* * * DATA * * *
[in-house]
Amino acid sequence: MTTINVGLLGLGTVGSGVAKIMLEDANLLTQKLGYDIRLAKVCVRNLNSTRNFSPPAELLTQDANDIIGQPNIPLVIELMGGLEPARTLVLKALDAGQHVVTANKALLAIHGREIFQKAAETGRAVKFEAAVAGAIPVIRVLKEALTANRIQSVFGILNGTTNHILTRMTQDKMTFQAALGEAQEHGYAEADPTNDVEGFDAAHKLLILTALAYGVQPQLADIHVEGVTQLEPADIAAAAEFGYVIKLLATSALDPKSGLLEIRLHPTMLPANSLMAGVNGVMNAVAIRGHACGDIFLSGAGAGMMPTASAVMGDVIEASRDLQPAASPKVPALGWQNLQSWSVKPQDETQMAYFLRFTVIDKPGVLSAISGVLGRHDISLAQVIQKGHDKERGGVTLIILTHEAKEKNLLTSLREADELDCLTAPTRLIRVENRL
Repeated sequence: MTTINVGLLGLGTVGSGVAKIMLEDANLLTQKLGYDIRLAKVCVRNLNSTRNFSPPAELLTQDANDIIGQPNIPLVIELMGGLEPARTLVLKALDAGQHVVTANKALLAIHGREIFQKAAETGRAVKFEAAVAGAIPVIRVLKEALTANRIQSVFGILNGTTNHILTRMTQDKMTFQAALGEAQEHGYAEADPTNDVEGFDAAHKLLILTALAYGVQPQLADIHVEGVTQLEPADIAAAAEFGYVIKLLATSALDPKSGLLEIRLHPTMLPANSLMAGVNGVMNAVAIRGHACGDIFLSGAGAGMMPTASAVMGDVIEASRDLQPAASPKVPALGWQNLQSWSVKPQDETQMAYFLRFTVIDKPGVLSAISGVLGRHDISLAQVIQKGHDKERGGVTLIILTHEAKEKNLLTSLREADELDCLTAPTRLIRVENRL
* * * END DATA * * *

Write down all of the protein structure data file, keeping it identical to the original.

[in-house]
Amino acid sequence: MTTINVGLLGLGTVGSGVAKIMLEDANLLTQKLGYDIRLAKVCVRNLNSTRNFSPPAELLTQDANDIIGQPNIPLVIELMGGLEPARTLVLKALDAGQHVVTANKALLAIHGREIFQKAAETGRAVKFEAAVAGAIPVIRVLKEALTANRIQSVFGILNGTTNHILTRMTQDKMTFQAALGEAQEHGYAEADPTNDVEGFDAAHKLLILTALAYGVQPQLADIHVEGVTQLEPADIAAAAEFGYVIKLLATSALDPKSGLLEIRLHPTMLPANSLMAGVNGVMNAVAIRGHACGDIFLSGAGAGMMPTASAVMGDVIEASRDLQPAASPKVPALGWQNLQSWSVKPQDETQMAYFLRFTVIDKPGVLSAISGVLGRHDISLAQVIQKGHDKERGGVTLIILTHEAKEKNLLTSLREADELDCLTAPTRLIRVENRL
Repeated sequence: MTTINVGLLGLGTVGSGVAKIMLEDANLLTQKLGYDIRLAKVCVRNLNSTRNFSPPAELLTQDANDIIGQPNIPLVIELMGGLEPARTLVLKALDAGQHVVTANKALLAIHGREIFQKAAETGRAVKFEAAVAGAIPVIRVLKEALTANRIQSVFGILNGTTNHILTRMTQDKMTFQAALGEAQEHGYAEADPTNDVEGFDAAHKLLILTALAYGVQPQLADIHVEGVTQLEPADIAAAAEFGYVIKLLATSALDPKSGLLEIRLHPTMLPANSLMAGVNGVMNAVAIRGHACGDIFLSGAGAGMMPTASAVMGDVIEASRDLQPAASPKVPALGWQNLQSWSVKPQDETQMAYFLRFTVIDKPGVLSAISGVLGRHDISLAQVIQKGHDKERGGVTLIILTHEAKEKNLLTSLREADELDCLTAPTRLIRVENRL